"Batman v Superman: Dawn of Justice" Trailer Officially Released
This weekend my boyfriend and I went to see Jupiter Ascending. Going in knowing it was not going to be good I sort of vaguely hoped that my lowered expectations would make for a better viewing experience. Nope. It was basically awful.
Why did I go knowing it would be bad? Well, for starters I do like to try to support original sci-fi. Especially stuff that isn’t a reboot, remake, or sequel. But mostly my boyfriend was interested (even though he had the same fears and reservations) and relationships are about compromise, folks. So, Jupiter Ascending it was.
Still, though I was prepared to be underwhelmed, I was not prepared with how frustrated and even angry the film would make me. Seeing 176 million wasted on a sci-fi story that just bathed in the broadest and most cliché of concepts, and offered not one single surprise…not even an attempt to surprise. It offered nothing smart, or charming or funny, and it didn’t try to subvert expectations even once and for all of these reasons it was just epically disappointing.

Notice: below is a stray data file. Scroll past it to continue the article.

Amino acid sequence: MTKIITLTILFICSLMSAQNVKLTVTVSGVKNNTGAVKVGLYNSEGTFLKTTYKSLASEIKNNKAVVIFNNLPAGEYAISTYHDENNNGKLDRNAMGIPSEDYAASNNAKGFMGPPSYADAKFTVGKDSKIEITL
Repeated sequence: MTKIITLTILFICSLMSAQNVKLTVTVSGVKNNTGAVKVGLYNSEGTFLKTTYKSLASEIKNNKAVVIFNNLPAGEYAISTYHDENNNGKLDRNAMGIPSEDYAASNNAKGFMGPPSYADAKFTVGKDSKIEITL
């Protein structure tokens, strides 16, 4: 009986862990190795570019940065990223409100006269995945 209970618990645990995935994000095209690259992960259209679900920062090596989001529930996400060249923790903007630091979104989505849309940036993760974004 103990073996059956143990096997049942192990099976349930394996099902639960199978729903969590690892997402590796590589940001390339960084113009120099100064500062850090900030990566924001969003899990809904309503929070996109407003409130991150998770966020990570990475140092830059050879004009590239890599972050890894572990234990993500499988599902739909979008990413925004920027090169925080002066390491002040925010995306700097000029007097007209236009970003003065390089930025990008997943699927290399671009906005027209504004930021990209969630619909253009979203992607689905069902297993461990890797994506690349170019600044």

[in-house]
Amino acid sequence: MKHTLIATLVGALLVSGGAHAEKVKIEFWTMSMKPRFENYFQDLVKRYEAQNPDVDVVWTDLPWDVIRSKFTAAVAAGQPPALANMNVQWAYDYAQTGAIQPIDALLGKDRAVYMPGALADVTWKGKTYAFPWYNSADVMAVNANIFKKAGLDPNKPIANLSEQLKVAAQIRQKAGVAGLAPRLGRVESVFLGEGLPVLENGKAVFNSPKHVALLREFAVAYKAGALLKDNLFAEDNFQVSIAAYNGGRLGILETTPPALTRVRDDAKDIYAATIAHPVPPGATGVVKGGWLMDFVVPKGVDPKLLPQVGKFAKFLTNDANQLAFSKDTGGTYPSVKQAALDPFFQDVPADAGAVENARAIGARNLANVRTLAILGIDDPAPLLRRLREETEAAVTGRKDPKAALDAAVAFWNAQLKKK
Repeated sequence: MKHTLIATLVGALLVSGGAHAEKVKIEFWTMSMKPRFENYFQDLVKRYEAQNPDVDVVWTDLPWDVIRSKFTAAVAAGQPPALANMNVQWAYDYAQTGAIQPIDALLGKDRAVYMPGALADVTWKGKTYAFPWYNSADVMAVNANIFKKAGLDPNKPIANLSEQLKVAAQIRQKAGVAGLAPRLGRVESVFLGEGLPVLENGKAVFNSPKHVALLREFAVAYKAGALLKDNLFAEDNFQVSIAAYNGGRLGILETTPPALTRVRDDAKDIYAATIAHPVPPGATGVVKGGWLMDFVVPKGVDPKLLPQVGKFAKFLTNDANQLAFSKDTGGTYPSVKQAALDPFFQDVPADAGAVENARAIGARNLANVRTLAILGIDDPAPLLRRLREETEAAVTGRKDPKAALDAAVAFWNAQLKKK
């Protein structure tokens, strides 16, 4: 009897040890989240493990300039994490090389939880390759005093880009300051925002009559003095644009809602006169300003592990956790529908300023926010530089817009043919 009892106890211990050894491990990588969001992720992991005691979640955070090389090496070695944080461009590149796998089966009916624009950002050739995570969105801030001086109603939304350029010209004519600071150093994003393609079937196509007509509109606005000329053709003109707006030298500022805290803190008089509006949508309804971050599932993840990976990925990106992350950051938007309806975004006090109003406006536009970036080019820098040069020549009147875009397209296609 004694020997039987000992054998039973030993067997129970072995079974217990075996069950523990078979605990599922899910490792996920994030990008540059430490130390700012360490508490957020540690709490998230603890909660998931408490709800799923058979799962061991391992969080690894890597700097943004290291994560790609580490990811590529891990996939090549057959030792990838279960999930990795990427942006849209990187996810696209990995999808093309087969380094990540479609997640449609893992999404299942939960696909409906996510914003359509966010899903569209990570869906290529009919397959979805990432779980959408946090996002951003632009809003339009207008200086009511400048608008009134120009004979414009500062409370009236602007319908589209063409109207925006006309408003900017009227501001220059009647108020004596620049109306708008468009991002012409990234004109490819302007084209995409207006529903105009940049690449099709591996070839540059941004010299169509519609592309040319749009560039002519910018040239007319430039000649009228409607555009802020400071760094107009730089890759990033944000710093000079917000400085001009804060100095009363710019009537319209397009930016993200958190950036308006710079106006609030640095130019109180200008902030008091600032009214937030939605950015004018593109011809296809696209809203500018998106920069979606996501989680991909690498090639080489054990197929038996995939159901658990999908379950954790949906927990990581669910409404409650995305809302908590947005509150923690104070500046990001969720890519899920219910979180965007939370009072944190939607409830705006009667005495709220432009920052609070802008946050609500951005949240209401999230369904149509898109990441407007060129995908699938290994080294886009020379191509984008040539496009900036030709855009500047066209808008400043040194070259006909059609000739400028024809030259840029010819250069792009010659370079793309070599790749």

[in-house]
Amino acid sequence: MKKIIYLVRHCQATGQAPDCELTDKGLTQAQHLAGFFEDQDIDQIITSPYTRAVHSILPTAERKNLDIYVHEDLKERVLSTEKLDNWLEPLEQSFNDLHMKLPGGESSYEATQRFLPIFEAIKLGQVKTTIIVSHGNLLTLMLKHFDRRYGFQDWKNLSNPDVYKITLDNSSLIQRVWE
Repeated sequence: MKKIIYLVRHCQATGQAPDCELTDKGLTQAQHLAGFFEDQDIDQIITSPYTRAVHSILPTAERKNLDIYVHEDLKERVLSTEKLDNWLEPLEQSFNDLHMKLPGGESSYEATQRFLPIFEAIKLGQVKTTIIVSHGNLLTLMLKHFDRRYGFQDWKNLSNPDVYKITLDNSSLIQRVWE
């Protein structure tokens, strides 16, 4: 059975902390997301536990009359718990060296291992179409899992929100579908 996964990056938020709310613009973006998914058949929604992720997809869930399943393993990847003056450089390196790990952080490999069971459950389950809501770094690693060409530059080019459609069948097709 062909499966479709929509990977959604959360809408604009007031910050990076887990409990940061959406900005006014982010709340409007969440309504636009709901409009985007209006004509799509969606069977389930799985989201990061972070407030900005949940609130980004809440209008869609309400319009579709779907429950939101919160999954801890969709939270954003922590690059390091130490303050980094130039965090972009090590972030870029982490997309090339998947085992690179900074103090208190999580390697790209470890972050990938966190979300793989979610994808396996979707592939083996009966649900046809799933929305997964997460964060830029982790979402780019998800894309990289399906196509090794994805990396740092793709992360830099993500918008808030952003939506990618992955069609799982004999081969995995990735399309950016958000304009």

With the very cool news that Terry Moore’s Rachel Rising has been optioned for television (and that could be a great show that I would LOVE to see) I started thinking about other indie properties (most with complex female characters) I’d love to see optioned for television as either an ongoing or a mini-series. With the advent of shortened series – Netflix’s House of Cards, AMC’s Mad Men, Breaking Bad, and The Killing all run only 13 episodes (typically) – we’re seeing a rash of new thinking in quality over quantity, which is good for a lot of comic book properties with world building or effects issues. Most of the best shows out there right now run short seasons: Showtime’s Homeland has 12 per season. Game of Thrones and Newsroom are only 10! The Walking Dead began with a 6-episode half season, then moved to a “full” 13, and for its last season delivered 16 – but still short of the formerly typical 22-episode season. Add to that a rash of recent high-quality mini-series like HBO’s six-part Mildred Pierce or Sundance’s 7-part Top of The Lake and we’re in a really interesting period of television where we’re seeing a huge uptick in great TV that equal some bold choices in both content and in the way that content is delivered. All of it makes me optimistic that smart comics properties that might have been a tough sell even a couple years ago might be more viable now. So what are five at the top of my list? Glad you asked!
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